CHICAGO — Danny Duffy waited 762 days to return to this ballpark, the sight of his most vulnerable moment as a major-leaguer. He allowed himself a moment of reflection as he stood inside the visitors’ bullpen at U.S. Cellular Field before a 9-1 stomping of the Chicago White Sox. “The last time I was here,” he said to himself as he warmed up, “I went under the knife.”
On Mother’s Day 2012, Duffy felt discomfort in his left elbow after facing three batters here. An MRI later revealed a torn ulnar collateral ligament. Tommy John surgery cost him the rest of that season, sidelined him for most of the next and shunted him into the minor leagues to start 2014.
On the day before Fathers’ Day 2014, with his dad in the stands, Duffy completed an exemplary outing. He subdued the White Sox for seven scoreless innings and matched a career-best with nine strikeouts. He stood guard as his teammates thumped their opponents en route to their sixth consecutive victory.
“That’s one of the best I’ve seen from him in a long time,” third baseman Mike Moustakas said of the game.
For most of the afternoon, Duffy (4-5, 2.83 ERA) channeled the fury that fuels him and displayed the reasons why this organization tabbed him as a future pillar. He favored his fastball, which buzzed as hard as 97 mph, and flashed the occasional changeup or sweeping slider. When his command wavered in the game’s closing stages, he trusted his defenders behind him.
Three starts ago, Duffy saw his velocity sink into the upper 80s. The team diagnosed him with a case of arm fatigue, which they attacked in the trainers room with vigor. In his three outings since, he’s allowed three runs in 18 2/3 frames. Saturday was his finest effort yet.
A redemptive step for Duffy coincided with yet another offensive outburst from the Royals (35-32). The White Sox opened the door a crack with a series of fourth-inning miscues; their guests ripped the door from its hinges with a five-run haymaker to eject starter Hector Noesi from the proceedings.
In the latter frames, the blows continued to fall. Mike Moustakas swatted a solo shot in the eighth for his third hit of the game. Eric Hosmer roped an RBI double in the ninth, and Billy Butler provided his second homer of the season in the next at-bat.
“We’re really starting to click offensively, in all the facets,” Butler said. “You’re seeing what we’re capable of doing, day in and day out right now.” He added, “We’re doing everything fundamentally right.”
To manager Ned Yost, the evidence of progress appeared in the fourth. Credit for the critical rally’s origins belong with the Royals. Butler worked a leadoff walk. Alex Gordon and Salvador Perez followed with singles. The bases were loaded, and the White Sox stood on the precipice of their defensive collapse.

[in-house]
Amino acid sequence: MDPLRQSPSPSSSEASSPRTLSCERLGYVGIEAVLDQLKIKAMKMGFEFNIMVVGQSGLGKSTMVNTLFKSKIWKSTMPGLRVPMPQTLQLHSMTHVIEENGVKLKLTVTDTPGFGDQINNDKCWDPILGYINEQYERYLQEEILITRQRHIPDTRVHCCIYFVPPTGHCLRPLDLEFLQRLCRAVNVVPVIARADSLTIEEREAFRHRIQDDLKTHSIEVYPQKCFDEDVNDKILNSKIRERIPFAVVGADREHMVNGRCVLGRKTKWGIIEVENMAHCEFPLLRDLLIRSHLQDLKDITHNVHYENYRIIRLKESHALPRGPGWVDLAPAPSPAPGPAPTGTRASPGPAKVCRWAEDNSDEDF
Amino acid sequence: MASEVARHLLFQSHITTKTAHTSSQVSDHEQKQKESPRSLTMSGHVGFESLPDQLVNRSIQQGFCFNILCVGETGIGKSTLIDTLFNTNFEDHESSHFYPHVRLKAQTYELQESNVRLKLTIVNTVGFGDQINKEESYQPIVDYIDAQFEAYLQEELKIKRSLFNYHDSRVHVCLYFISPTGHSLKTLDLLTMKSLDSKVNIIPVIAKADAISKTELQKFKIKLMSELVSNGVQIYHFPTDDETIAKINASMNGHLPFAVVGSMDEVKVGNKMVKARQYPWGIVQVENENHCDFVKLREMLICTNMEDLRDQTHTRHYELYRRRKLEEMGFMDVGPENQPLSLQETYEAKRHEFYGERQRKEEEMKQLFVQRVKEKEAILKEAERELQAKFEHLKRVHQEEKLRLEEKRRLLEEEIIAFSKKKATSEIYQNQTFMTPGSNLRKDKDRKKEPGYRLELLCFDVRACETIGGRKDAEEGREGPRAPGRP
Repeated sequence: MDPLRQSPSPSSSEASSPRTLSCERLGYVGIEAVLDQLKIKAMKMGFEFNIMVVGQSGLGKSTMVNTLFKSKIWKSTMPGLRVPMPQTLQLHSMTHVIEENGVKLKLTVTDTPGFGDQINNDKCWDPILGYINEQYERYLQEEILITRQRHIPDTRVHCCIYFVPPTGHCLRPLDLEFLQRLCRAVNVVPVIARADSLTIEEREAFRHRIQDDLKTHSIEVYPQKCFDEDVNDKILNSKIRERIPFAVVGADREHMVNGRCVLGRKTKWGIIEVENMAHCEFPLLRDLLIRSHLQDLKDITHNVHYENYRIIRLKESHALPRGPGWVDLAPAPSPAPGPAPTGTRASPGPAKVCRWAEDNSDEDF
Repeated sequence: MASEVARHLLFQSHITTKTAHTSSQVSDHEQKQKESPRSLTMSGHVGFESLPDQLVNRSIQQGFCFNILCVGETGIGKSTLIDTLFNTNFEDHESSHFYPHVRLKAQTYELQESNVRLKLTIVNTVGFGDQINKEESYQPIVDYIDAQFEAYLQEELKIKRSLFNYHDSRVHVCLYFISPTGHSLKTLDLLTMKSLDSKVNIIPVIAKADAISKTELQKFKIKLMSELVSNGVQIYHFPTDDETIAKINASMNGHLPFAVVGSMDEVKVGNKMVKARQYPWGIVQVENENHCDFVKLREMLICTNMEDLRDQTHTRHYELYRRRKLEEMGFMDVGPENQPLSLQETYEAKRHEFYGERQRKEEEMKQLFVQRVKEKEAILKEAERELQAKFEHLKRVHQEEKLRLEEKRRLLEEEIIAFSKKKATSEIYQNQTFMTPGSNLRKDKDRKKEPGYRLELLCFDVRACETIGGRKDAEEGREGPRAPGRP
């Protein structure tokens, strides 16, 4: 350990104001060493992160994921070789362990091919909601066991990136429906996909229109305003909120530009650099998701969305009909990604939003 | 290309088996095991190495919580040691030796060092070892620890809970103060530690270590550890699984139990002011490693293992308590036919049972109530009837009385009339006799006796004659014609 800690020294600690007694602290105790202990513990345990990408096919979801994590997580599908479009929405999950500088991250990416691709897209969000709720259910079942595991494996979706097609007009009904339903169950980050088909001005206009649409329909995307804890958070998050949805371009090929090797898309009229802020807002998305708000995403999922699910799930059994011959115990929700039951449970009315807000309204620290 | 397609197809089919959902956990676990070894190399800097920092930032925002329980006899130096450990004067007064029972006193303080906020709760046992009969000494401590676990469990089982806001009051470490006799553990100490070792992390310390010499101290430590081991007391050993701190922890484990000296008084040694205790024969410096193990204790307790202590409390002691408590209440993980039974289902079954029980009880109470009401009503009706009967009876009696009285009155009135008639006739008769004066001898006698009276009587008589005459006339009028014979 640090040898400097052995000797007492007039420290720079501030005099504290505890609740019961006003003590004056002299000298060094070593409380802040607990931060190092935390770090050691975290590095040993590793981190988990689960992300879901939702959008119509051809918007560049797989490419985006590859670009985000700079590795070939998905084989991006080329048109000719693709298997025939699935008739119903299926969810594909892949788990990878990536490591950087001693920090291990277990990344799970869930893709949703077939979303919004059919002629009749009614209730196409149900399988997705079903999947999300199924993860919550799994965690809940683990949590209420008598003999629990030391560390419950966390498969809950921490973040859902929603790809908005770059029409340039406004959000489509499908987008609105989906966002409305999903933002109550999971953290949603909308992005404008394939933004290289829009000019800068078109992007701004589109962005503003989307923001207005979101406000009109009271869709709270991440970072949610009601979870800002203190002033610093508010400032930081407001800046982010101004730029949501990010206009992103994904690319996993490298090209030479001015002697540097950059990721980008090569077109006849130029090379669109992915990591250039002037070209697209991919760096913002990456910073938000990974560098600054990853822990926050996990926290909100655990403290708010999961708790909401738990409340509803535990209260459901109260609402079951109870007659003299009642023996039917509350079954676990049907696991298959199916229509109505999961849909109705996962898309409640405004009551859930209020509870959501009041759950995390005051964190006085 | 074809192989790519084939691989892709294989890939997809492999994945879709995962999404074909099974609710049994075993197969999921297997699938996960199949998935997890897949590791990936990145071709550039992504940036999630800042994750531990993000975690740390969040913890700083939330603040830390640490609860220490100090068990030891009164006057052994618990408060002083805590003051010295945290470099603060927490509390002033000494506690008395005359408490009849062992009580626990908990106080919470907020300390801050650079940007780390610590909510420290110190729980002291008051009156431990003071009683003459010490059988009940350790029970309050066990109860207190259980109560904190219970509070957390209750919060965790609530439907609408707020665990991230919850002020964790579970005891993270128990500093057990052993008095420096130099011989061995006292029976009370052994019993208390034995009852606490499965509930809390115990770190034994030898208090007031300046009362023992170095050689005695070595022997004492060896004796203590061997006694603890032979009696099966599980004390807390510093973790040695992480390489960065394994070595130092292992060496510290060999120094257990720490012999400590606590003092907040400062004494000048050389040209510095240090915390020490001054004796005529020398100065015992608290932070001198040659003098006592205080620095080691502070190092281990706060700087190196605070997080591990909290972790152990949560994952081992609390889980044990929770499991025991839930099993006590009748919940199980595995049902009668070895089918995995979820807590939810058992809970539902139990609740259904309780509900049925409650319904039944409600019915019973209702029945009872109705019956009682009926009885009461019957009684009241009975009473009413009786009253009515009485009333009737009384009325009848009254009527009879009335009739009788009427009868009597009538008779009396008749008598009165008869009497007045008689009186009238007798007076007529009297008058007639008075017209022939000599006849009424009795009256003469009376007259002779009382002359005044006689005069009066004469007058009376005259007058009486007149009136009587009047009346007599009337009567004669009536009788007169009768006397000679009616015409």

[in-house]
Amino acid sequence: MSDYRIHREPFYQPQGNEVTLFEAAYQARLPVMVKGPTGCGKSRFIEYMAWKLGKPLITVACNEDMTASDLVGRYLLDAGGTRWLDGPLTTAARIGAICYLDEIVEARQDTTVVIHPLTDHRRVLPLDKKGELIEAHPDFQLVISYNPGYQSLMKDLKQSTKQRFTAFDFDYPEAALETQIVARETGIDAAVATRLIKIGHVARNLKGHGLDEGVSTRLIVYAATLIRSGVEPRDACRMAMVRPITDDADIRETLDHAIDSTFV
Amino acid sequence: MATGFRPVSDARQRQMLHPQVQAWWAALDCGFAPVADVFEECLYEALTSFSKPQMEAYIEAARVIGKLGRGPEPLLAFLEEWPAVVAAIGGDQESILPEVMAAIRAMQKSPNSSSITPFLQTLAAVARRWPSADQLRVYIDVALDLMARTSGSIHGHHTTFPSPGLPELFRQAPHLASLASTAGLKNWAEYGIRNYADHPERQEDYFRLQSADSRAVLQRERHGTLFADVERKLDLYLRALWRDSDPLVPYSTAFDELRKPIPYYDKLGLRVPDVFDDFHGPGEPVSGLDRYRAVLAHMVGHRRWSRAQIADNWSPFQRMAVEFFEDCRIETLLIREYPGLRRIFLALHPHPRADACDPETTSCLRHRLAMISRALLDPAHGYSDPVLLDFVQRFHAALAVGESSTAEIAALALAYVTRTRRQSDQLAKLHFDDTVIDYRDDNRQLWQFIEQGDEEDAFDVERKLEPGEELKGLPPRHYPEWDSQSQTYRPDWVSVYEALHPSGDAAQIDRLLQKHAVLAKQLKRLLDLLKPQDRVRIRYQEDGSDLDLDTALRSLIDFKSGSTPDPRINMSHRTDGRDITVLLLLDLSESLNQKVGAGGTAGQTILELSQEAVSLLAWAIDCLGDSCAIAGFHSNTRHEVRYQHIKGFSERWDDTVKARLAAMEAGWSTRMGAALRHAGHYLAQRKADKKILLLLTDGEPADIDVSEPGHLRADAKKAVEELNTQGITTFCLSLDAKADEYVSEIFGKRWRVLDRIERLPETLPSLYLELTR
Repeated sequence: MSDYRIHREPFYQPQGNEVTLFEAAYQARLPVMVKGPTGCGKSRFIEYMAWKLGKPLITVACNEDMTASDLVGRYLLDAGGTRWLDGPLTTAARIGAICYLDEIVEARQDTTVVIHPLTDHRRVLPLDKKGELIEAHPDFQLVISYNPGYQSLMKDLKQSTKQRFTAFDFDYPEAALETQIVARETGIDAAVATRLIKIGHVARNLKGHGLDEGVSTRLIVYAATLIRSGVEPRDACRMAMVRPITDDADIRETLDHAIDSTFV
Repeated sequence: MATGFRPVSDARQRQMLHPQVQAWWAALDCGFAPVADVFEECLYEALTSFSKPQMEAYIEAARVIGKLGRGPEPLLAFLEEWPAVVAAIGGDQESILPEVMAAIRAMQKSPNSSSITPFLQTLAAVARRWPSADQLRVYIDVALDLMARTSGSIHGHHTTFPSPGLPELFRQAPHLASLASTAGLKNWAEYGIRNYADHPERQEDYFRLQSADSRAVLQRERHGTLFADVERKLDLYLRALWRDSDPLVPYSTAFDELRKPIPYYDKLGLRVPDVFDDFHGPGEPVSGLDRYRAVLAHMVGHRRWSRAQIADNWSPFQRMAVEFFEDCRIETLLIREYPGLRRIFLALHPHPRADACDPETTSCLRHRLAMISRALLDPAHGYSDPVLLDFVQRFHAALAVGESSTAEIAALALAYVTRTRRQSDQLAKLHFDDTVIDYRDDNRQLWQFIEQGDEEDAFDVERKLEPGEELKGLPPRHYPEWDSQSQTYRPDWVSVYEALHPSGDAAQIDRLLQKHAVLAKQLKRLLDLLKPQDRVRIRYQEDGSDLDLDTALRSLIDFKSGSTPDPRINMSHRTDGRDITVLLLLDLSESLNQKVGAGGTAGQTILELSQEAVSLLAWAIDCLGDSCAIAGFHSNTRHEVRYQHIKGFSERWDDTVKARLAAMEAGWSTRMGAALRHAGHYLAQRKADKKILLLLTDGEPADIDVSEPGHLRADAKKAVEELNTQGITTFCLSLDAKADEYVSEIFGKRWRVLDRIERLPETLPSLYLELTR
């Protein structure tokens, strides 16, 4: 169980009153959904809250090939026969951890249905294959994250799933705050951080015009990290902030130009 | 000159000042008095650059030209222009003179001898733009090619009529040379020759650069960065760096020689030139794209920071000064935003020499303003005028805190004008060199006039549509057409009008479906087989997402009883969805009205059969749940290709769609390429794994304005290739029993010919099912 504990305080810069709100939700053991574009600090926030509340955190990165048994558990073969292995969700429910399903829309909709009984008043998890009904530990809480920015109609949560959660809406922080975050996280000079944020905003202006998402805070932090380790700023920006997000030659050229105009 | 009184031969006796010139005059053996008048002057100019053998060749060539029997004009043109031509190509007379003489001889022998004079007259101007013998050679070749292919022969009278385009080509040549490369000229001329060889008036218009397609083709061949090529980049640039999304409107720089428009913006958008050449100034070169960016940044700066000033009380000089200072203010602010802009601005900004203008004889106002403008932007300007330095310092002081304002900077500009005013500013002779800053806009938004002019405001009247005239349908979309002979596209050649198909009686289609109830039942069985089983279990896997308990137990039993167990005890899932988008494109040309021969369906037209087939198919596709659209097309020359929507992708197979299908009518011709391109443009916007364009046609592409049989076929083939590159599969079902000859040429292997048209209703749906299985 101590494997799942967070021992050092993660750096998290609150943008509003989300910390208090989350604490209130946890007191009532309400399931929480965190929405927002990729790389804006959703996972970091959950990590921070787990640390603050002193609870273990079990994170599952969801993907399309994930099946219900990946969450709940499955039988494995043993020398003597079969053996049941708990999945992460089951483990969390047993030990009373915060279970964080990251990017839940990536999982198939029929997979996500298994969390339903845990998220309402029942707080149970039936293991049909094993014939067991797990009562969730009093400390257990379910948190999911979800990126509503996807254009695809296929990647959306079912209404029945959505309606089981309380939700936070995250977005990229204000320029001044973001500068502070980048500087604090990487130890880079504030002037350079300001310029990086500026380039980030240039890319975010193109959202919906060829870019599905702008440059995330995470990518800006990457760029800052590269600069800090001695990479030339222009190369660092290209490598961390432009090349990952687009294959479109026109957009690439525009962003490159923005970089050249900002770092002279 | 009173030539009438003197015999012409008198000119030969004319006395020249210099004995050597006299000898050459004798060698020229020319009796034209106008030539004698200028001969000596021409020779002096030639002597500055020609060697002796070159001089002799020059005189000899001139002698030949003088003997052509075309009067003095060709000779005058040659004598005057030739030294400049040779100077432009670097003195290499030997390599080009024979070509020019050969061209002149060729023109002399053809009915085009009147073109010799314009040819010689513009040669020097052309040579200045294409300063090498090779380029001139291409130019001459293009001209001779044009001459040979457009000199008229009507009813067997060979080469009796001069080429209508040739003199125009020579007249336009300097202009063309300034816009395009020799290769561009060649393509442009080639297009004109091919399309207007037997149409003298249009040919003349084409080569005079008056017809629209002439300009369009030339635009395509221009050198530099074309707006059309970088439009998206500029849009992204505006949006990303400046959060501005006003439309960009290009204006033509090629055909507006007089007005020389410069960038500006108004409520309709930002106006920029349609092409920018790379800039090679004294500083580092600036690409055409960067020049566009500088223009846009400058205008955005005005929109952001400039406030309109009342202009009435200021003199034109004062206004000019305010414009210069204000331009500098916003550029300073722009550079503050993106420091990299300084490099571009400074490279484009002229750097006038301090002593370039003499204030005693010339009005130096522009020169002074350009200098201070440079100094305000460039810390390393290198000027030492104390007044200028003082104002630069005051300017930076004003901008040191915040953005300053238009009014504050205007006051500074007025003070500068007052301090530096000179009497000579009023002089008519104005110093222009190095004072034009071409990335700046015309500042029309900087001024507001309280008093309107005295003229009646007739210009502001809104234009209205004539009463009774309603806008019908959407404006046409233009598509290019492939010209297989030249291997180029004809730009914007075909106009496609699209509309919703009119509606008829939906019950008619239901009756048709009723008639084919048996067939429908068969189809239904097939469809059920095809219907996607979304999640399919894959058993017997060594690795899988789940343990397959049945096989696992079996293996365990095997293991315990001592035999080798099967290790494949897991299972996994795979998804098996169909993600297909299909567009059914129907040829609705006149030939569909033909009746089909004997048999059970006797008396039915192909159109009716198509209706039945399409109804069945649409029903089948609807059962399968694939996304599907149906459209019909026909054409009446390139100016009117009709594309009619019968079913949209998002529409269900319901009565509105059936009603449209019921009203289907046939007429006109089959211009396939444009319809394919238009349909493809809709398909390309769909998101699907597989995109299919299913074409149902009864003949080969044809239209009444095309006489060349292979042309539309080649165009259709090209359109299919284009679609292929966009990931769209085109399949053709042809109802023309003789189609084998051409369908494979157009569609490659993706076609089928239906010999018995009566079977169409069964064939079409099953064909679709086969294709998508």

“Earlier in the year, we’d get something going and get one or two out of it,” Yost said. “Now, when we’re swinging the bats better, we’re getting four and five.”
The scoring started with Lorenzo Cain. He smoked a grounder at third baseman Leury Garcia, who let the ball skip between his legs. Two runs scored. A third came home when Moustakas’ pop-up dropped into shallow left center. Nori Aoki grounded into a double play that scored a run, and Omar Infante slapped an RBI single to cap the onslaught.
The lead was Duffy’s to protect. He set his initial career high on June 19, 2011 — almost a lifetime ago, in terms of his development. After his surgery the next summer, Duffy slogged through 20 months of rehabilitation and frustration to return himself to this moment. The injury added another chapter to the narrative he has crafted for himself.
Away from the field, he is a laconic, laid-back presence. His persona exemplifies the Californian clichés: Sandals on his feet, reggae music in his earbuds, a can of Red Bull in his hand to rouse him for the coming day. Yet on the mound he snarls and swears and stalks off the rubber when innings end.
“I’ve been an underdog for most of my life,” Duffy said. “I was a little guy in high school until my senior year. I’ve just always pitched like that. It’s made we better at times; sometimes it’s hurt me. But we’re learning how to channel it right now.”
One of his mentors is James Shields, another Southern Californian prone to smiling in the clubhouse and screaming into his glove. Shields advised Duffy to embrace his personality, not run from it.
The White Sox suffered from his improvement on Saturday. Duffy struck out six batters in the first three innings. He fooled second baseman Gordon Beckham with a slider in the fifth. An inning later, he elevated a 95-mph fastball that Paul Konerko couldn’t handle. When catcher Tyler Flowers swung through another high fastball, Duffy tied his previous best.
He hoped for another chance in the eighth. After a leadoff single, Yost climbed the dugout steps and joined his infielders on the mound. Duffy pleaded his case.
“Skip,” Duffy asked, “can I get one more?”
“Yeah,” Yost said. “You can get one more.”
Sweet, Duffy thought. He was unprepared for the punchline. “Next outing,” Yost said, and he reached out to take the ball.
And Danny Duffy, so often a ball of rage on the mound, left the diamond laughing.